"What happened to Dracula?" Blake asked.
Russo frowned. "Dracula? What is this?"
"Never mind." Two men were lounging by the fire, Rossi and Cameci; he'd seen their faces on the computer, more Solazzo family hoods.
Falcone pushed Blake forward. "Hey, I'm with you. Christopher Lee was the best. I loved those Hammer movies."
Russo opened another black oak door. Inside was a room with a high ceiling, another log fire on a stone hearth, candlelight and shadows, and behind a large desk shrouded in darkness, a shadowy figure.
"Bring Mr. Johnson in, Aldo. By the fire. He must be cold."
Falcone took Blake to the fire and pulled a chair forward. "Sit."
The man in the shadows said, "Brandy, I think. A large one would seem to be in order."
Blake sat there while Russo went to a side table and poured brandy from a decanter and brought it to him. It burned all the way down and Blake coughed.
"Now give him a cigarette, Aldo. Like all of us, Mr. Johnson is trying to stop, but life is short, art long, and experiment perilous. There's Latin for that, but I forget how it goes."
"Oh, didn't they teach you that at Harvard Law School?" Blake took the cigarette and light from Falcone.
"As a matter of fact, no. But clever of you. You obviously know who I am."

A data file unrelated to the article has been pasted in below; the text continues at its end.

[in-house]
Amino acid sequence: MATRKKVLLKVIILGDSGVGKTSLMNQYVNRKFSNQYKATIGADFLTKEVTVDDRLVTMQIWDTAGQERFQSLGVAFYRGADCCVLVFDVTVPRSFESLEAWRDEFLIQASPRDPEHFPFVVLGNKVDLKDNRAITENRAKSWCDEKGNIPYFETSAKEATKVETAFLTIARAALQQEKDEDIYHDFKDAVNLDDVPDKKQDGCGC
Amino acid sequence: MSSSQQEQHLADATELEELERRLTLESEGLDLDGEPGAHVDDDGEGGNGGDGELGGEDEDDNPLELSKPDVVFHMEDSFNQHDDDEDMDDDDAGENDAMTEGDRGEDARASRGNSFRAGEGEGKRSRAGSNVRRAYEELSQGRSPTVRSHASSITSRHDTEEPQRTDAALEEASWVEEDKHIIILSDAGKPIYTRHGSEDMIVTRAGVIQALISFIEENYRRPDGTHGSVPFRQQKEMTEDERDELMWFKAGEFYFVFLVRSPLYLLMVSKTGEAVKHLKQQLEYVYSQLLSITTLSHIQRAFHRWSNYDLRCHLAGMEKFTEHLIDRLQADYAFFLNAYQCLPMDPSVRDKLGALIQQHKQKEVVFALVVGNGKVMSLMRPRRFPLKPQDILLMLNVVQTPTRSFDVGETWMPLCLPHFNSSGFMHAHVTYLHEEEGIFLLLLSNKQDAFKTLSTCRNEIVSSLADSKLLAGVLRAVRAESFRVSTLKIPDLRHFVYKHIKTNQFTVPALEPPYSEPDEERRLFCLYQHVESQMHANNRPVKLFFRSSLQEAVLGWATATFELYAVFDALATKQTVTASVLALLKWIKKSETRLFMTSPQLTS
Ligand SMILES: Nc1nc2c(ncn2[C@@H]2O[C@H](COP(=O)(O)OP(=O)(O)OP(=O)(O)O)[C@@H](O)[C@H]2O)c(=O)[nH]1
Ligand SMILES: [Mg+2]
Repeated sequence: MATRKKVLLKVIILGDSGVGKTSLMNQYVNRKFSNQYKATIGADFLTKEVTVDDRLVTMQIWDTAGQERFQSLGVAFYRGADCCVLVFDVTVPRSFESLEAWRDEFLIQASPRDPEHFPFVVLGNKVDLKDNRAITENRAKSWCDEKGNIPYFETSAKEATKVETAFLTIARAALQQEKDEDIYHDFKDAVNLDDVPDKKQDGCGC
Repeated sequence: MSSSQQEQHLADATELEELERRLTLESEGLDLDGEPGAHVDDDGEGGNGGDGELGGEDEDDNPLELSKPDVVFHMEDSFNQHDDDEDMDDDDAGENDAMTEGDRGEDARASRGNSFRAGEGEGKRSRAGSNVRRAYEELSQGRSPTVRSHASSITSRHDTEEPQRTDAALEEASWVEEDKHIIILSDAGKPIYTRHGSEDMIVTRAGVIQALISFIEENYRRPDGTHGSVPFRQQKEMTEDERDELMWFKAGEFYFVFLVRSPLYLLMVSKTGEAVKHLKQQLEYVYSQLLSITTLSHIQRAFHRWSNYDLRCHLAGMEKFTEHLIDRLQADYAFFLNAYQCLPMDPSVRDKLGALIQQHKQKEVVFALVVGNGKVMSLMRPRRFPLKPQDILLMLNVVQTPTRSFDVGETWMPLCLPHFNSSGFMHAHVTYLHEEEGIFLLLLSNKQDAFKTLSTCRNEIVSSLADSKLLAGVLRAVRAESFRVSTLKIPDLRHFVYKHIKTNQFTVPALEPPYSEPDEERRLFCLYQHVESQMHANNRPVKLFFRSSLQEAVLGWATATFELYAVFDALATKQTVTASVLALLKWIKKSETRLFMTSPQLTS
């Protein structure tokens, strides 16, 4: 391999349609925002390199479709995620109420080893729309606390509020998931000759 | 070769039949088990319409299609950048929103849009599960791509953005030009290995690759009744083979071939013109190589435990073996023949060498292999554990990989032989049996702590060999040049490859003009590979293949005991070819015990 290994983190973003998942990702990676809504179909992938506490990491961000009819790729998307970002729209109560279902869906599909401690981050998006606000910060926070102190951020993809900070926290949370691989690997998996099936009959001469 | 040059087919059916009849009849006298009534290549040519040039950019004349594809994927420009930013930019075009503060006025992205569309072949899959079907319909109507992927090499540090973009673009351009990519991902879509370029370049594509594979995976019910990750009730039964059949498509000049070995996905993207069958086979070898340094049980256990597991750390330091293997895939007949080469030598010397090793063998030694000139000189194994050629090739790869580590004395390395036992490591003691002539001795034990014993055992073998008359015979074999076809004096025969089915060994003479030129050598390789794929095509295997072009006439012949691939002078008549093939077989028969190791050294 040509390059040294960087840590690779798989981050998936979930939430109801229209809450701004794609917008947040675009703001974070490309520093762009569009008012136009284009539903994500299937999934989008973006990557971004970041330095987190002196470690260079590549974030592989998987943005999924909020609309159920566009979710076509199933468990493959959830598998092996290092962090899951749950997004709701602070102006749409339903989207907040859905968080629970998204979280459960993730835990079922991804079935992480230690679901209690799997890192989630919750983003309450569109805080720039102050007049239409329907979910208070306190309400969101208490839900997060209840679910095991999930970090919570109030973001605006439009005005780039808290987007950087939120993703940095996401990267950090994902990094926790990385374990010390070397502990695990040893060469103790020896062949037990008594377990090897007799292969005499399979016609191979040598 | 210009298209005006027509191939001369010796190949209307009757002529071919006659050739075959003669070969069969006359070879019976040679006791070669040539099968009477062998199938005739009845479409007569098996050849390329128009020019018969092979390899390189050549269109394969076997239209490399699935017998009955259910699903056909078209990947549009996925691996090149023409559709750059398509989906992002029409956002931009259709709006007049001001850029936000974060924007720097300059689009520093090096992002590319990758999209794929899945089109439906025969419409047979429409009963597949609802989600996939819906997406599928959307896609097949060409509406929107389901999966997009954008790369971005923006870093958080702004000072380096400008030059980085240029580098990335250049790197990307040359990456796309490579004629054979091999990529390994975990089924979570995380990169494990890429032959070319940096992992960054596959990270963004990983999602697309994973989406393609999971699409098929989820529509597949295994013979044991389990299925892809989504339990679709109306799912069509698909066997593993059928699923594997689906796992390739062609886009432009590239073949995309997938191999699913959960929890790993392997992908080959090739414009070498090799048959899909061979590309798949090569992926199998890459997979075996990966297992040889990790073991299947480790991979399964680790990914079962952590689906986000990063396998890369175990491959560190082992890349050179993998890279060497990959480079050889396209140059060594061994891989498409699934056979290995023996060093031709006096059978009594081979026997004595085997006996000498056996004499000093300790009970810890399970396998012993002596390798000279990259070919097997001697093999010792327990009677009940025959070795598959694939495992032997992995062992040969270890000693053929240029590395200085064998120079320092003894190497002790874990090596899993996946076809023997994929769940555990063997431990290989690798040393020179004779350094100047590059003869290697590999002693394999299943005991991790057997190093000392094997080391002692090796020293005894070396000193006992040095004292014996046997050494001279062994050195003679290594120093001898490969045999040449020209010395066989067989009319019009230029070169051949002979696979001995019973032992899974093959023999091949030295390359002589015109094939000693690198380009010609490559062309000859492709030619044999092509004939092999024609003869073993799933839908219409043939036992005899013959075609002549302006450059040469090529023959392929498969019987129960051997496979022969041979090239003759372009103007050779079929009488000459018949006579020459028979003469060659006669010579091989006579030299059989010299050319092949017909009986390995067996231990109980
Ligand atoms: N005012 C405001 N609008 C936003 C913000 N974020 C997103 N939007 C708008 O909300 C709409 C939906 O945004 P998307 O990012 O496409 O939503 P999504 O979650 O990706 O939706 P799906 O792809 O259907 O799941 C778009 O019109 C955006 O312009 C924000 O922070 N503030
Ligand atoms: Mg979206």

"Hell, why carry on like this? Of course I know who you are. Jack Fox, pride of the Solazzo family. So why don't you turn up the light?"
A moment passed, and it did go up and Fox sat there; the dark hair, the devil's wedge of a face, the mocking smile. He took a cigarette from a silver case and lit it.
"And I know you, Blake Johnson. You came out of Vietnam with a chestful of medals, joined the FBI, and saved President Jake Cazalet from assassination when he was still a Senator. Shot two bad guys and took a bullet. Now you run the Basement, downstairs at the White House, as a kind of private hit force for the President. But unfortunately, Blake"- he paused to take a puff -"I don't think Cazalet can save you now."
Blake snapped two fingers at Falcone. "Another brandy." He turned to Fox.
"There's an old Sicilian saying, which you might appreciate, since I know you have a Sicilian mother. When you have sinned grievously, the devil is waiting." Fox laughed. "Would your devil be you or Sean Dillon?"
"Take your pick. But God help you if it's Dillon," Blake told him.
Fox leaned closer. "Let me tell you something, Johnson. I hope it's Dillon. I've been waiting a long time to put a bullet in his brain. And in yours."
Blake said, "You killed my wife."
"Your ex-wife," Fox said. "But it wasn't personal. She got too close, that's all. I wish you could have understood that." Fox shook his head. "You've caused me a lot of grief. Now you'll have to pay for it." Fox smiled. "I hope Dillon is stupid enough to come. Then I'll have you both."
"Or we'll have you."
Fox said to Falcone, "Take him back."
He turned down the light, and Russo punched Blake in the belly. Blake doubled over and they took him out between them, feet dragging.
Reprinted from DAY OF RECKONING by Jack Higgins by permission of G. P. Putnam's Sons, a member of Penguin Putnam Inc. Copyright © 2000 by Jack Higgins. All rights reserved. This excerpt, or any parts thereof, may not be reproduced in any form without permission.
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